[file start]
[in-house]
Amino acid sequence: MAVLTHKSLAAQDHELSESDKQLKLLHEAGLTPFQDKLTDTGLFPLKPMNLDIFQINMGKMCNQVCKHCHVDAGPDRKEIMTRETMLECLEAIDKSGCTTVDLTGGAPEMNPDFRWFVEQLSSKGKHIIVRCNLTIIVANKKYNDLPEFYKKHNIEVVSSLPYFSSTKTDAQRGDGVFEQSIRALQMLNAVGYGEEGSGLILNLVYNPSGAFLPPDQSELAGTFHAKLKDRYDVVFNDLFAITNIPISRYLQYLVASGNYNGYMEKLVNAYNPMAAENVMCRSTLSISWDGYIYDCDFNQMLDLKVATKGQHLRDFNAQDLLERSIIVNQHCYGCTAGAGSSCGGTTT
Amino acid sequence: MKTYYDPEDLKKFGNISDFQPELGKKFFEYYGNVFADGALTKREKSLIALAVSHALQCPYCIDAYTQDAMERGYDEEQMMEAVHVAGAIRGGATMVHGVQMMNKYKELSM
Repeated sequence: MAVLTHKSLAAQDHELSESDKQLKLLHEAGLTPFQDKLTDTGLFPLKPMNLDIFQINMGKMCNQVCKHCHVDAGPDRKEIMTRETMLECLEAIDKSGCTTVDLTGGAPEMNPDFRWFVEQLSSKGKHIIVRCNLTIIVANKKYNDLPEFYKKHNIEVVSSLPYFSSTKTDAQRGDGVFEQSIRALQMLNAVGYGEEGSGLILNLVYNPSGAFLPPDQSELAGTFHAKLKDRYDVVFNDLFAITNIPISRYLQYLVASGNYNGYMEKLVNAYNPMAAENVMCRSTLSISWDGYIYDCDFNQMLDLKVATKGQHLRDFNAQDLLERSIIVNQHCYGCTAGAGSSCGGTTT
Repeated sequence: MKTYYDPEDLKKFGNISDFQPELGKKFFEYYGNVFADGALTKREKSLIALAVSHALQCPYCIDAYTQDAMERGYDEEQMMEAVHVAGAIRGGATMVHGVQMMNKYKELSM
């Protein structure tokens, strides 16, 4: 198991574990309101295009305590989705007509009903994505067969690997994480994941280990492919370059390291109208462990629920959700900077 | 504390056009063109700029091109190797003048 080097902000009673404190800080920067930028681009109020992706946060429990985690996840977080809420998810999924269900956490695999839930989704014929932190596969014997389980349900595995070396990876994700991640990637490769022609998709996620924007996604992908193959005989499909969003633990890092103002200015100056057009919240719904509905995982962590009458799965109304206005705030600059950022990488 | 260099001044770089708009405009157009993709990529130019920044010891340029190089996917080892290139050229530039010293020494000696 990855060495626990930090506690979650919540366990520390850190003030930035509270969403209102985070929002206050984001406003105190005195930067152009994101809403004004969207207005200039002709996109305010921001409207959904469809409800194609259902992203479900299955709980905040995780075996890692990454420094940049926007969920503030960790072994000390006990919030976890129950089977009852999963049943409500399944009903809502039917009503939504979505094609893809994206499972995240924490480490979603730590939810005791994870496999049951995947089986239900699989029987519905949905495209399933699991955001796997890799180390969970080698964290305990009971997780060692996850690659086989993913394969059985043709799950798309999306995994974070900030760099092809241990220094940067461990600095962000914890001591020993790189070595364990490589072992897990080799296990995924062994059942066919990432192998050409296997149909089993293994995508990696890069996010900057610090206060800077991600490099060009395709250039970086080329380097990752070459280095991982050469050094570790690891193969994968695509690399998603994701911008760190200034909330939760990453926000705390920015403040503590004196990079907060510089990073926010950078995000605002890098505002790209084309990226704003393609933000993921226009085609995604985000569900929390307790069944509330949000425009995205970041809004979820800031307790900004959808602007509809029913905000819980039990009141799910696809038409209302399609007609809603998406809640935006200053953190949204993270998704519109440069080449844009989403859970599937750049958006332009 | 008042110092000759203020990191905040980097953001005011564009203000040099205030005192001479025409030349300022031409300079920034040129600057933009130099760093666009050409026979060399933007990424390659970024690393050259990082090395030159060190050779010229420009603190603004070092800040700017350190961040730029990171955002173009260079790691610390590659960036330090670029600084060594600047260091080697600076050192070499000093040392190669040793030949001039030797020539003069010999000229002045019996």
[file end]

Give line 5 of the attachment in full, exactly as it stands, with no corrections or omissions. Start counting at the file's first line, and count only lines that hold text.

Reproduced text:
Repeated sequence: MKTYYDPEDLKKFGNISDFQPELGKKFFEYYGNVFADGALTKREKSLIALAVSHALQCPYCIDAYTQDAMERGYDEEQMMEAVHVAGAIRGGATMVHGVQMMNKYKELSM